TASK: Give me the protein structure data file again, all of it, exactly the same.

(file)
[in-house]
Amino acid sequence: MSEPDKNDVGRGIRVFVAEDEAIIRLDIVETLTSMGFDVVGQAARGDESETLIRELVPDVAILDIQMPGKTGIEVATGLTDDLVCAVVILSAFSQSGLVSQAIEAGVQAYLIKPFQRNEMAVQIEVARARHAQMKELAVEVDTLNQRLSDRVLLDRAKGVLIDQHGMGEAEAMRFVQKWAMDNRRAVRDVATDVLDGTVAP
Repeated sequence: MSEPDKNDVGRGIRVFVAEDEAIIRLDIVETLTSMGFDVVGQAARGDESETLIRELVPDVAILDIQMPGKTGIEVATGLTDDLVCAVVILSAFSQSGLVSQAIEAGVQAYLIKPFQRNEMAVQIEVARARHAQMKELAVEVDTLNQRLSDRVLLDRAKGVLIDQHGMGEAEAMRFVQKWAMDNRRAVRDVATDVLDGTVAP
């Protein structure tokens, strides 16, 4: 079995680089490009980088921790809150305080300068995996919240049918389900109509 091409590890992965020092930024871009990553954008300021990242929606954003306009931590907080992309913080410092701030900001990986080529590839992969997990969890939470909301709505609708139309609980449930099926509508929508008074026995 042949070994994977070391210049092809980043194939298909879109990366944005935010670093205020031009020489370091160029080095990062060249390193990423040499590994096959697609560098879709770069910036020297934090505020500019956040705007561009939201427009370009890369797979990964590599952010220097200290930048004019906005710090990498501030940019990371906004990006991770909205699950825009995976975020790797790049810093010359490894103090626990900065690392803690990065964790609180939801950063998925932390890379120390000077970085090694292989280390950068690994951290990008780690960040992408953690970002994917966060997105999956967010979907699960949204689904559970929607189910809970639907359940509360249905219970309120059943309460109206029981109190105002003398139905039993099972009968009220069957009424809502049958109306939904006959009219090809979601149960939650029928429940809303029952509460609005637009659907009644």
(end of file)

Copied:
[in-house]
Amino acid sequence: MSEPDKNDVGRGIRVFVAEDEAIIRLDIVETLTSMGFDVVGQAARGDESETLIRELVPDVAILDIQMPGKTGIEVATGLTDDLVCAVVILSAFSQSGLVSQAIEAGVQAYLIKPFQRNEMAVQIEVARARHAQMKELAVEVDTLNQRLSDRVLLDRAKGVLIDQHGMGEAEAMRFVQKWAMDNRRAVRDVATDVLDGTVAP
Repeated sequence: MSEPDKNDVGRGIRVFVAEDEAIIRLDIVETLTSMGFDVVGQAARGDESETLIRELVPDVAILDIQMPGKTGIEVATGLTDDLVCAVVILSAFSQSGLVSQAIEAGVQAYLIKPFQRNEMAVQIEVARARHAQMKELAVEVDTLNQRLSDRVLLDRAKGVLIDQHGMGEAEAMRFVQKWAMDNRRAVRDVATDVLDGTVAP
């Protein structure tokens, strides 16, 4: 079995680089490009980088921790809150305080300068995996919240049918389900109509 091409590890992965020092930024871009990553954008300021990242929606954003306009931590907080992309913080410092701030900001990986080529590839992969997990969890939470909301709505609708139309609980449930099926509508929508008074026995 042949070994994977070391210049092809980043194939298909879109990366944005935010670093205020031009020489370091160029080095990062060249390193990423040499590994096959697609560098879709770069910036020297934090505020500019956040705007561009939201427009370009890369797979990964590599952010220097200290930048004019906005710090990498501030940019990371906004990006991770909205699950825009995976975020790797790049810093010359490894103090626990900065690392803690990065964790609180939801950063998925932390890379120390000077970085090694292989280390950068690994951290990008780690960040992408953690970002994917966060997105999956967010979907699960949204689904559970929607189910809970639907359940509360249905219970309120059943309460109206029981109190105002003398139905039993099972009968009220069957009424809502049958109306939904006959009219090809979601149960939650029928429940809303029952509460609005637009659907009644």